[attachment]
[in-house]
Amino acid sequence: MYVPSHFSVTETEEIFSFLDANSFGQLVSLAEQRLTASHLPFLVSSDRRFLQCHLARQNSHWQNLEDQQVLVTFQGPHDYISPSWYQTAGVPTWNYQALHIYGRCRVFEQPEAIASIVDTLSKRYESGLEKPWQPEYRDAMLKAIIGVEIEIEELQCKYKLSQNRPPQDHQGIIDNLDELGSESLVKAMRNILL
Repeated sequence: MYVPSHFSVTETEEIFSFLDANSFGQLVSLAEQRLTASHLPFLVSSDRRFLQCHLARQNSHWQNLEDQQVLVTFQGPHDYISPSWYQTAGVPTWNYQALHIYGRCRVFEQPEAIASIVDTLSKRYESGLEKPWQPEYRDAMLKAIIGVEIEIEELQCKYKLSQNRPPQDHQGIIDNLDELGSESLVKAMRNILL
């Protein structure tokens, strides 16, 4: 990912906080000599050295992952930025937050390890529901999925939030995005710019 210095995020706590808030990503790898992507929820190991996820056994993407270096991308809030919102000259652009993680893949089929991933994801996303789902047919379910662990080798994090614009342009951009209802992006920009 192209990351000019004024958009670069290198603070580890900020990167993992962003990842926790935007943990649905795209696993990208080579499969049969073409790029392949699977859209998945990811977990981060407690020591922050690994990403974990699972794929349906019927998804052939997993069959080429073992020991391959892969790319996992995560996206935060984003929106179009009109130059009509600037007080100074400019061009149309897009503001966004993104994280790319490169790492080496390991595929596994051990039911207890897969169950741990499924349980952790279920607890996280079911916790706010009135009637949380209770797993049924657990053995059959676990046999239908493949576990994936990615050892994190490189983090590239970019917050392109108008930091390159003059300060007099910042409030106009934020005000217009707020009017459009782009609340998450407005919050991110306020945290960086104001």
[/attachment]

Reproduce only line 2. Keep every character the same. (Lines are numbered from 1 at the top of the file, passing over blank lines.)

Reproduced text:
Amino acid sequence: MYVPSHFSVTETEEIFSFLDANSFGQLVSLAEQRLTASHLPFLVSSDRRFLQCHLARQNSHWQNLEDQQVLVTFQGPHDYISPSWYQTAGVPTWNYQALHIYGRCRVFEQPEAIASIVDTLSKRYESGLEKPWQPEYRDAMLKAIIGVEIEIEELQCKYKLSQNRPPQDHQGIIDNLDELGSESLVKAMRNILL